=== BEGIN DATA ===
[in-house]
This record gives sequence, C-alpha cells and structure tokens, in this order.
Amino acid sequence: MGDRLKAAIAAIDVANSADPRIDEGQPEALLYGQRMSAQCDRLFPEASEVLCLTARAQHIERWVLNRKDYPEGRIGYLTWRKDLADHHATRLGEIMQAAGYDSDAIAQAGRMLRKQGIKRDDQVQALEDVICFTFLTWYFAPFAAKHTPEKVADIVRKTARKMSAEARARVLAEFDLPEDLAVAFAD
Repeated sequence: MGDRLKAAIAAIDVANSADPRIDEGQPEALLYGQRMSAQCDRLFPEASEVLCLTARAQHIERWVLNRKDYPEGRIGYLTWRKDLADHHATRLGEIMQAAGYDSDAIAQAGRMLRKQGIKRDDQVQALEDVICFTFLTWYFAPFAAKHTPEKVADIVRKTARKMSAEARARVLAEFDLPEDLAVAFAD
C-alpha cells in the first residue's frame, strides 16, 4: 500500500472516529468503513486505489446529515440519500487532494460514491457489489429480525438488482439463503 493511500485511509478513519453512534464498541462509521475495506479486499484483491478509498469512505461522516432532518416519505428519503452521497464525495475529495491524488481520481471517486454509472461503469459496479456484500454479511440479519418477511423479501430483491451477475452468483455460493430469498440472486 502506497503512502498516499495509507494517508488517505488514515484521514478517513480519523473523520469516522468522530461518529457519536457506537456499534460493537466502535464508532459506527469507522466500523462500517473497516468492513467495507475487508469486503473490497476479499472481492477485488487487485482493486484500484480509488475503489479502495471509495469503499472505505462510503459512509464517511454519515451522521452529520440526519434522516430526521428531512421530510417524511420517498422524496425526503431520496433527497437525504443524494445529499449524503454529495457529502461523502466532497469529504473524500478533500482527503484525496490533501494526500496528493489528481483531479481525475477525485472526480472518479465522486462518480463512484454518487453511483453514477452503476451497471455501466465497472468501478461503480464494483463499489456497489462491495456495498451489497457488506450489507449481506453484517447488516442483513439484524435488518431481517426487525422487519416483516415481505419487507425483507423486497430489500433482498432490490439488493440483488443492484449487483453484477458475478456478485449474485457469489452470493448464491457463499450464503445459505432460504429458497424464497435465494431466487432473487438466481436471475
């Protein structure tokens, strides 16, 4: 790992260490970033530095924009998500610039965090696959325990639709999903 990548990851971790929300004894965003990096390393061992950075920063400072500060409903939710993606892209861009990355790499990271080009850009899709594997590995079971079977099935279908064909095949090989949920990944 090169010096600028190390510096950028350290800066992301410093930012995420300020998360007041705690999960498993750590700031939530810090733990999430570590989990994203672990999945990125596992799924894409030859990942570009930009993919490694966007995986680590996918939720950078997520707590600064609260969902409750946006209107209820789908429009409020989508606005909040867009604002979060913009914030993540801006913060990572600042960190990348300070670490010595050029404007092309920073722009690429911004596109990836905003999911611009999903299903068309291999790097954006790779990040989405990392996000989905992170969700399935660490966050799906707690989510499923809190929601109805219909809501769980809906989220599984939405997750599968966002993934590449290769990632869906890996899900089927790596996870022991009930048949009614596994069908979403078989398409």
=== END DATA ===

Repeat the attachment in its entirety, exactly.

[in-house]
This record gives sequence, C-alpha cells and structure tokens, in this order.
Amino acid sequence: MGDRLKAAIAAIDVANSADPRIDEGQPEALLYGQRMSAQCDRLFPEASEVLCLTARAQHIERWVLNRKDYPEGRIGYLTWRKDLADHHATRLGEIMQAAGYDSDAIAQAGRMLRKQGIKRDDQVQALEDVICFTFLTWYFAPFAAKHTPEKVADIVRKTARKMSAEARARVLAEFDLPEDLAVAFAD
Repeated sequence: MGDRLKAAIAAIDVANSADPRIDEGQPEALLYGQRMSAQCDRLFPEASEVLCLTARAQHIERWVLNRKDYPEGRIGYLTWRKDLADHHATRLGEIMQAAGYDSDAIAQAGRMLRKQGIKRDDQVQALEDVICFTFLTWYFAPFAAKHTPEKVADIVRKTARKMSAEARARVLAEFDLPEDLAVAFAD
C-alpha cells in the first residue's frame, strides 16, 4: 500500500472516529468503513486505489446529515440519500487532494460514491457489489429480525438488482439463503 493511500485511509478513519453512534464498541462509521475495506479486499484483491478509498469512505461522516432532518416519505428519503452521497464525495475529495491524488481520481471517486454509472461503469459496479456484500454479511440479519418477511423479501430483491451477475452468483455460493430469498440472486 502506497503512502498516499495509507494517508488517505488514515484521514478517513480519523473523520469516522468522530461518529457519536457506537456499534460493537466502535464508532459506527469507522466500523462500517473497516468492513467495507475487508469486503473490497476479499472481492477485488487487485482493486484500484480509488475503489479502495471509495469503499472505505462510503459512509464517511454519515451522521452529520440526519434522516430526521428531512421530510417524511420517498422524496425526503431520496433527497437525504443524494445529499449524503454529495457529502461523502466532497469529504473524500478533500482527503484525496490533501494526500496528493489528481483531479481525475477525485472526480472518479465522486462518480463512484454518487453511483453514477452503476451497471455501466465497472468501478461503480464494483463499489456497489462491495456495498451489497457488506450489507449481506453484517447488516442483513439484524435488518431481517426487525422487519416483516415481505419487507425483507423486497430489500433482498432490490439488493440483488443492484449487483453484477458475478456478485449474485457469489452470493448464491457463499450464503445459505432460504429458497424464497435465494431466487432473487438466481436471475
């Protein structure tokens, strides 16, 4: 790992260490970033530095924009998500610039965090696959325990639709999903 990548990851971790929300004894965003990096390393061992950075920063400072500060409903939710993606892209861009990355790499990271080009850009899709594997590995079971079977099935279908064909095949090989949920990944 090169010096600028190390510096950028350290800066992301410093930012995420300020998360007041705690999960498993750590700031939530810090733990999430570590989990994203672990999945990125596992799924894409030859990942570009930009993919490694966007995986680590996918939720950078997520707590600064609260969902409750946006209107209820789908429009409020989508606005909040867009604002979060913009914030993540801006913060990572600042960190990348300070670490010595050029404007092309920073722009690429911004596109990836905003999911611009999903299903068309291999790097954006790779990040989405990392996000989905992170969700399935660490966050799906707690989510499923809190929601109805219909809501769980809906989220599984939405997750599968966002993934590449290769990632869906890996899900089927790596996870022991009930048949009614596994069908979403078989398409």